It has been 40 days since Michael Tippett disappeared from the dairy farm in Taranaki where he lives with his family.
It has been 40 days since Safphire has seen her husband.
It has been 40 days since Oliver, 15, has been able to tell his dad he loves him, and it has been 40 days since Emily, 11, has been able to go to sleep without crying for her dad.
The family have spent 40 days hoping, praying and searching for Michael, who seems to have simply vanished into thin air.
In a way, time has stopped since Michael Tippett disappeared.
"It feels as though we are just waiting. We are hoping he will just walk back in the door, and we can't really allow ourselves to think about the what-ifs, we just have to wait, to hope, we just don't know what will happen," says his wife, Safphire.
In other ways, time marches on.
There are still cows to be milked every day.
Safphire and Michael are managers of a dairy farm in Cardiff, Taranaki, and the 280 cows still need Safphire's attention.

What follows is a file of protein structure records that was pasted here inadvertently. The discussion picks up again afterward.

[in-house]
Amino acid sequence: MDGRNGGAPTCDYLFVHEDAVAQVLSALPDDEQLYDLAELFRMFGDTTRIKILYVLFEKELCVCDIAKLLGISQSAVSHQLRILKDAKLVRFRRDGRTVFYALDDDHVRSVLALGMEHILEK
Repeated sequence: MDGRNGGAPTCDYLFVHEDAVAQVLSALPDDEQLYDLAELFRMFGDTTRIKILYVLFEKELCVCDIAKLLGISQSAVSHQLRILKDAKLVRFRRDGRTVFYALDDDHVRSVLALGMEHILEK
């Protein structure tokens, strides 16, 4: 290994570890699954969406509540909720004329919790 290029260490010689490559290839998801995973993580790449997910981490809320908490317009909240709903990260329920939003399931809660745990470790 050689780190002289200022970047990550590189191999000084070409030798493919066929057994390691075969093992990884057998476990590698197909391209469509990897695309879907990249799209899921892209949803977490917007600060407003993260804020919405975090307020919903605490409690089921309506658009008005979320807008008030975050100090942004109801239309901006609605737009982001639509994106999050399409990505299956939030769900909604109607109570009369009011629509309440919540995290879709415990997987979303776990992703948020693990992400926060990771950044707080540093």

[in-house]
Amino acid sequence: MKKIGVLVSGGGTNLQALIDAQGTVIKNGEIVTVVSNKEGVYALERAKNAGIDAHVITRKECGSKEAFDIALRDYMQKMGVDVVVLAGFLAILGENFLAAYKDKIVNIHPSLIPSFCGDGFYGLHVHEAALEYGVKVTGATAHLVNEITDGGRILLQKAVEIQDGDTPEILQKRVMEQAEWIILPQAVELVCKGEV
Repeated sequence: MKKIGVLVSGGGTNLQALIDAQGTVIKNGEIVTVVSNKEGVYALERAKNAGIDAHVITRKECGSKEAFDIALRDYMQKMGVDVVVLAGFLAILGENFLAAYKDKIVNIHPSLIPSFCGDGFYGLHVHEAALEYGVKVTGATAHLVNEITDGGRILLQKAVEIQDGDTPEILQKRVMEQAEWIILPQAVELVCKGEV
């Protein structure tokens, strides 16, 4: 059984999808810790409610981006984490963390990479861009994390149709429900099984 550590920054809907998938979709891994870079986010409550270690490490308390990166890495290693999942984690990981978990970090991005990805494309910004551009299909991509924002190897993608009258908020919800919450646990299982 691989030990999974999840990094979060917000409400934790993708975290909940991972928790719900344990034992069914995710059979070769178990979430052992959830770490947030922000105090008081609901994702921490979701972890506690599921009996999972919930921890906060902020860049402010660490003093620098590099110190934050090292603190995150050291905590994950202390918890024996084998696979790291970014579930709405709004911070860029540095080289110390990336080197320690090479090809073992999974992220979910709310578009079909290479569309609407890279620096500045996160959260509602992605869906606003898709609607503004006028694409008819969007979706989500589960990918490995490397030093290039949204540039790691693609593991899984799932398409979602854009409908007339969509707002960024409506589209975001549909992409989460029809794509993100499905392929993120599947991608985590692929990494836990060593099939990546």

Oliver turned 15 a couple of weeks after Michael went missing. He and Emily have returned to school and have homework to complete.
"It's hard though. I want things to be as normal as they can be for the kids, but there is this big hole. There is no Michael, and we don't know what has happened."
A clock in the family home jauntily advertises being on "island time". With the clock numerals all mixed up, implying time doesn't matter. It is a souvenir of happier times, a holiday in the sun.
"We went to Rarotonga as a family a few years ago. It was so much fun, we didn't want to come home. "
Michael had enjoyed the holiday, says Safphire, and as she looks at photos of their time in Rarotonga she smiles, remembering the fun they had as a family.
"He has a great sense of humour. He always makes me laugh. He is a great dad as well, and has fun with the kids."
Ironically, the clock has stopped, seemingly also stuck on hold, waiting for Michael to walk back in and start everything up again.
Without Michael, the family are stuck in limbo. Time, and life goes on, but with a big hole in it filled with uncertainty about the future.
There are still bills to be paid. Michael and his income are missing, but school, swim club, groceries all still need to be paid for.